Smoke and dirt rise from the city of Severodonetsk during shelling. ARIS MESSINIS / AFP
Smoke and dirt rise from the city of Severodonetsk during shelling. ARIS MESSINIS / AFP

Supporters of the Kremlin’s “special military operation” have taken to social media in recent days to voice a sense of optimism for a continued Russian advance. 

“Most likely the Russian army won’t stop at Donbas,” said the Voenny Osvedomitel administrator, who declined to give a name. 

“No matter how much the other side tells us they’ve killed Russian special forces, paratroopers and marines, and Chechens, and all the elite units of DNR and LNR – look what we see now?” writer and extreme nationalist Zakhar Prilepin posted on Telegram. 

After a bungled attempt to take Kyiv in the early days of the war, Russia was forced to scale-down its ambitions in Ukraine, regrouping its forces in the east in what looks like an attempt to capture the Donbas region in its entirety. 

The Ukrainian army is taking serious casualties and Ukrainian President Volodymyr Zelensky said Sunday that up to 100 Ukrainian soldiers were dying every day. 

“The Russian army has been trying to wear the Ukrainians down for three months now, so they’re must be some toll taken on the Ukrainian army,” said analyst Bell.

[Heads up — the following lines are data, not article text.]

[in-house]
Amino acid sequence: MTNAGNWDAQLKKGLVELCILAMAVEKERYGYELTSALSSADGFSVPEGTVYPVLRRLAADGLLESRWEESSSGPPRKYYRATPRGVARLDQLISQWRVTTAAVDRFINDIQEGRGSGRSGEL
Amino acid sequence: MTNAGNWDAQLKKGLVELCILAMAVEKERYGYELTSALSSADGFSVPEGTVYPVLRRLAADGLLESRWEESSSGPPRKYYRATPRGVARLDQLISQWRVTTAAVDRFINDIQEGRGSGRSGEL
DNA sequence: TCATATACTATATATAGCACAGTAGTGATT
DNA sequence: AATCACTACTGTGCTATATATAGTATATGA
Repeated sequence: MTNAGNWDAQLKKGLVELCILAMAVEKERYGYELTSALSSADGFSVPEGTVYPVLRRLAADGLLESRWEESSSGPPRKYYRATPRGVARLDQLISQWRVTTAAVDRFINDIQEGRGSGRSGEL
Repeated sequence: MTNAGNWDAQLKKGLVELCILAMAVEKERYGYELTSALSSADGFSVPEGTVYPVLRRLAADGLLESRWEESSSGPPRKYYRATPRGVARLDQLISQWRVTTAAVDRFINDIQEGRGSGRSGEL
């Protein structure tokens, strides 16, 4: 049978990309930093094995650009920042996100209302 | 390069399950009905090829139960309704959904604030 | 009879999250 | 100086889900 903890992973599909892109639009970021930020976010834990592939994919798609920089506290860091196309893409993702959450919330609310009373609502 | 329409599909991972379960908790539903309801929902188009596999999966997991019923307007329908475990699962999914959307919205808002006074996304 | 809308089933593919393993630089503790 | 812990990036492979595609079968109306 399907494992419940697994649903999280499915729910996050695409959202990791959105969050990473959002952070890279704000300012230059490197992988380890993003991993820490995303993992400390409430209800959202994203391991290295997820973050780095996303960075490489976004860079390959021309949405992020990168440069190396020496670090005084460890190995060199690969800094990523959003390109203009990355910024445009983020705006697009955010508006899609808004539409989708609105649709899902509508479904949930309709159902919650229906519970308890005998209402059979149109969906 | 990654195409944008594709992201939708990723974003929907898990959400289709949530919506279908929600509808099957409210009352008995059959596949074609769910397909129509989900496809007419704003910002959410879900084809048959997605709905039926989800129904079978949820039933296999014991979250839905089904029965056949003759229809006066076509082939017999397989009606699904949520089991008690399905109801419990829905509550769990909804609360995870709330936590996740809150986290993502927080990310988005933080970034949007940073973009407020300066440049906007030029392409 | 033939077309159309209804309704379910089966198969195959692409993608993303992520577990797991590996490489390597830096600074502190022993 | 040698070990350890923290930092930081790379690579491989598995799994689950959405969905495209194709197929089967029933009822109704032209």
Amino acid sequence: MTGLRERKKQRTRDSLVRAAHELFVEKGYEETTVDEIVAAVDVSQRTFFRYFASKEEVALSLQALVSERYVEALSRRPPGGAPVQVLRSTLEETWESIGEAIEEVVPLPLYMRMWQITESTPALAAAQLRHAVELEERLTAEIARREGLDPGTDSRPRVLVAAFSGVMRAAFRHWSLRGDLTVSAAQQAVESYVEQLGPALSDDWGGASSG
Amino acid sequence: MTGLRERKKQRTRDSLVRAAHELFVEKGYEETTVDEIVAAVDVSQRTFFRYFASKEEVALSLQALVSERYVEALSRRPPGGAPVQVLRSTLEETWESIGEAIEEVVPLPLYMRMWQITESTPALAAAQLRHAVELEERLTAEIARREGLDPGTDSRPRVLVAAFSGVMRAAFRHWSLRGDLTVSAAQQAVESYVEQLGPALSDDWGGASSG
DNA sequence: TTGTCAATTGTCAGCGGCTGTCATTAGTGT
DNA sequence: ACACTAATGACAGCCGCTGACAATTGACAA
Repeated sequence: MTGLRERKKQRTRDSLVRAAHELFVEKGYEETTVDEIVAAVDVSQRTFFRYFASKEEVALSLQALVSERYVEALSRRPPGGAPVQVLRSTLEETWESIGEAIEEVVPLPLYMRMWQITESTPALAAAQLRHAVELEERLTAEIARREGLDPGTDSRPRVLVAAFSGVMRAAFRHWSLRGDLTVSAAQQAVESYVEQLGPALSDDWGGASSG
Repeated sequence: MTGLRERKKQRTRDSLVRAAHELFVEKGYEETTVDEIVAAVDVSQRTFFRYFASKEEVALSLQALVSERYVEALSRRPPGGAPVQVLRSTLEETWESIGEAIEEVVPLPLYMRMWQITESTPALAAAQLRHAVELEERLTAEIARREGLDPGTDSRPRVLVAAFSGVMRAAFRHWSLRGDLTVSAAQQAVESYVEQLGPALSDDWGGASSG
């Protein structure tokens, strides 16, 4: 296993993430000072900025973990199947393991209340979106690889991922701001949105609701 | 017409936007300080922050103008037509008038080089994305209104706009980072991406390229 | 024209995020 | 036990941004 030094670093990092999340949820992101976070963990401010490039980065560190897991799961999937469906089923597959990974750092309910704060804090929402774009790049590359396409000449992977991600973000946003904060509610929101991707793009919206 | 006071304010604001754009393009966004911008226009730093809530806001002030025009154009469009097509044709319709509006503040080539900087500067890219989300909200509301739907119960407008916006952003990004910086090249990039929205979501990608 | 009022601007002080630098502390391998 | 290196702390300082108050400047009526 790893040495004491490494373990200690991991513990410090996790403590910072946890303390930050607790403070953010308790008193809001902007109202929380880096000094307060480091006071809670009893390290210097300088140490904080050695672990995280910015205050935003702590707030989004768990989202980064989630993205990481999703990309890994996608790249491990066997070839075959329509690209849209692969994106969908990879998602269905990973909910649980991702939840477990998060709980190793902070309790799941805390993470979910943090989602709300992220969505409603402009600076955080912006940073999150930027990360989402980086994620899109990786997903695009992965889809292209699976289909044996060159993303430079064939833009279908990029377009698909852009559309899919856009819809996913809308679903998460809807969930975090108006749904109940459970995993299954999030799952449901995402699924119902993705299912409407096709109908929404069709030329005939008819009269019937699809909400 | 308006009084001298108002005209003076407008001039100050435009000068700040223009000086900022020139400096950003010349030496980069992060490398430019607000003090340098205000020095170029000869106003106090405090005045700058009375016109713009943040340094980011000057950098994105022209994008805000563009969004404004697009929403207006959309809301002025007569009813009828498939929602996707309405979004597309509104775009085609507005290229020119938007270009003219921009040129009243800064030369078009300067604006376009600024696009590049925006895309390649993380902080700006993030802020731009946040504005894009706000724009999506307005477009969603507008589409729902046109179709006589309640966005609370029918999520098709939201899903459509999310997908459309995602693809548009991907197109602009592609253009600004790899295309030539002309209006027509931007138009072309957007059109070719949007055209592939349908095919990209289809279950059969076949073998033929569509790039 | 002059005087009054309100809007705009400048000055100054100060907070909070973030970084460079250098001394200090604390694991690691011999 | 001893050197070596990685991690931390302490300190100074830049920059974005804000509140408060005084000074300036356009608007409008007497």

The Russian Armed Forces have the upper hand in terms of momentum on the battlefield, according to Oleksiy Arestovych, a Ukrainian presidential adviser

“We have now lost to the Russian army in terms of pace. The Russian side managed to accumulate reserves earlier than we did,” Arestovych said Wednesday in an interview with YouTube show “Feygin LIVE”. 

 Destroyed Russian military equipment at Seversky Donets river crossing. General Staff of the Armed Forces of Ukraine
Destroyed Russian military equipment at Seversky Donets river crossing. General Staff of the Armed Forces of Ukraine

While the Ukrainian side expects the situation to improve in the long-run, Arestovych stressed that Ukrainian forces have a difficult month ahead as they wait to be reinforced with Western weaponry and new recruits. 

Russian troops will likely move quickly to capitalize on Ukraine’s weakness, analysts said. 

“Russian forces may need to conduct a ground offensive on Severodonetsk in upcoming days to maintain their pace,” said a report published Wednesday by the Institute for the Study of War, a U.S. think tank. 

A battle for control of Severedonestk would likely be costly for both sides, according to Bell, who predicted that a Russian victory in the eastern Ukrainian city would mean Ukraine had to “pull its forces back, and consolidate their lines.”

While these gains may deliver a boost to Russian troops, and lift morale among war supporters in Russia, Bell said they should not be overstated when assessing the overall course of the fighting. 

“Ukraine may be forced to give up incrementally more territory in Luhansk, but, even then, that’s a long way from being the decisive battle of the war,” said Bell.